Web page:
Kyle Holley

And like that, The Other 17 Hours officially has a new staff blogger. Kyle's posts will appear throughout the course of the year. His consistency and drive throughout the course of the competition has earned him this well-deserved distinction, as well as the much-desired hardware (pictured). We would, however, be remiss not to mention the numerous other contributors and entrants to the contest. We would especially like to congratulate Nadean Talley, Marcellus Sanders, and Courtney Jones who all consistently impressed us with their efforts. Stay tuned for upcoming special competitions and opportunities for student posts!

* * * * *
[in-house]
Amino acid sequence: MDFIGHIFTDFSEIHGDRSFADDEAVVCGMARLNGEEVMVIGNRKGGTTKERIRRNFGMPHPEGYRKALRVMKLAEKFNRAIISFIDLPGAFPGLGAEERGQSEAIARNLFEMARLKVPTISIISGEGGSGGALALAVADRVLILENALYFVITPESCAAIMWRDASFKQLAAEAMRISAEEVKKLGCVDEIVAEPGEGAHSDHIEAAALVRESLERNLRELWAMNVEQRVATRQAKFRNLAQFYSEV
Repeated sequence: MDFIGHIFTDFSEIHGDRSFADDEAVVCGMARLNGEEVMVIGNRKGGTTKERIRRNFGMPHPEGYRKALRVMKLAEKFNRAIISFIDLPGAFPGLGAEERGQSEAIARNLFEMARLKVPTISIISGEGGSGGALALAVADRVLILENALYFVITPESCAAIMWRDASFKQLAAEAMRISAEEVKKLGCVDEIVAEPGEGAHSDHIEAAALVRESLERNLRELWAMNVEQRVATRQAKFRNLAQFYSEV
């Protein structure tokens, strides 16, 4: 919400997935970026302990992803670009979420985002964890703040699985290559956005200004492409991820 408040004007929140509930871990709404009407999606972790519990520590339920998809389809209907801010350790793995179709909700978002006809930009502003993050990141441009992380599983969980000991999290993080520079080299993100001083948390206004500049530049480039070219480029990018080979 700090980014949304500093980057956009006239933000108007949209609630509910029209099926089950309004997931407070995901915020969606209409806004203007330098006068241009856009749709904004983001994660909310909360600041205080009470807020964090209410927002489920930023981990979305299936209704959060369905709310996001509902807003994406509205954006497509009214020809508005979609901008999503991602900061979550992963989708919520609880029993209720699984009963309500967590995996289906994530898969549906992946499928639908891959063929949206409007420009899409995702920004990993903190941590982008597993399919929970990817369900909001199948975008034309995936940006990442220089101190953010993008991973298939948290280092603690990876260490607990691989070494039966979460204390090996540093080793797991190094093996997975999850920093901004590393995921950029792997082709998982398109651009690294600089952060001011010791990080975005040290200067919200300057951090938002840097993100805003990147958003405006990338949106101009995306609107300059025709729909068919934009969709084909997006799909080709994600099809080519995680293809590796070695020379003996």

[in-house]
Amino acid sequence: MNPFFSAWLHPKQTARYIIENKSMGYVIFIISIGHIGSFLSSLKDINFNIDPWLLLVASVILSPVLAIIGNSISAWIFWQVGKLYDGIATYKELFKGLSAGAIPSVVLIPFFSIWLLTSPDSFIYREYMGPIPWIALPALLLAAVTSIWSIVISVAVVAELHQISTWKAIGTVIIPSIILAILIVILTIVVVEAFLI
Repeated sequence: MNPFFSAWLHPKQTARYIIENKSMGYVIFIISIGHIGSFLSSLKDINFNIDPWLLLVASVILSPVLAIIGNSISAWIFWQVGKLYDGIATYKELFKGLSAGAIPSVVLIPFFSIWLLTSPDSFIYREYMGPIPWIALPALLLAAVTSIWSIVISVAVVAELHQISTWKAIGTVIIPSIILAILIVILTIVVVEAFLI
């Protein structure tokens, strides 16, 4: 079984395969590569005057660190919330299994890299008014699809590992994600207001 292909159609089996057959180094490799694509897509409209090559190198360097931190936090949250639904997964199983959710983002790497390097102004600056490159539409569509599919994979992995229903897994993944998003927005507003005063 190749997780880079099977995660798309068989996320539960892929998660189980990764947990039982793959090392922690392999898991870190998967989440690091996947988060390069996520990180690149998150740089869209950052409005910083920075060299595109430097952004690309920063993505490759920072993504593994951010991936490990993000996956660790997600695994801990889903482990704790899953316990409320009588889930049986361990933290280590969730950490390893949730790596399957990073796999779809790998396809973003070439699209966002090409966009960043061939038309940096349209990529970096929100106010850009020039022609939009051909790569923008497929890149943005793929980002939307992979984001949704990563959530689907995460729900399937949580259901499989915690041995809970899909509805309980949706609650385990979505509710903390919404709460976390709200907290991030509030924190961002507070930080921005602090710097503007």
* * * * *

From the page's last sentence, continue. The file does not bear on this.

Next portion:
Wednesday, March 10, 2010

Spotlight on.... TEEN ACTION!

Every Wednesday students enthusiastically gather to discuss issues that concern them and ways that they can serve the community. Then, to complete the process of service learning, the students go into the community and address the issues that they discussed. These trips often take place on Saturday mornings or Mondays after school.

The club was created by and is led by college students from American University and George Washington University. One of the co-leaders this year is Tim Hoagland. Tim is a senior at American University and his infectious energy inspires TMA students to perform their community service with a true sense of purpose. I conducted the following interview with Tim over e-mail.
Brita Gall: Please describe the mission/goal of the Teen Action Program.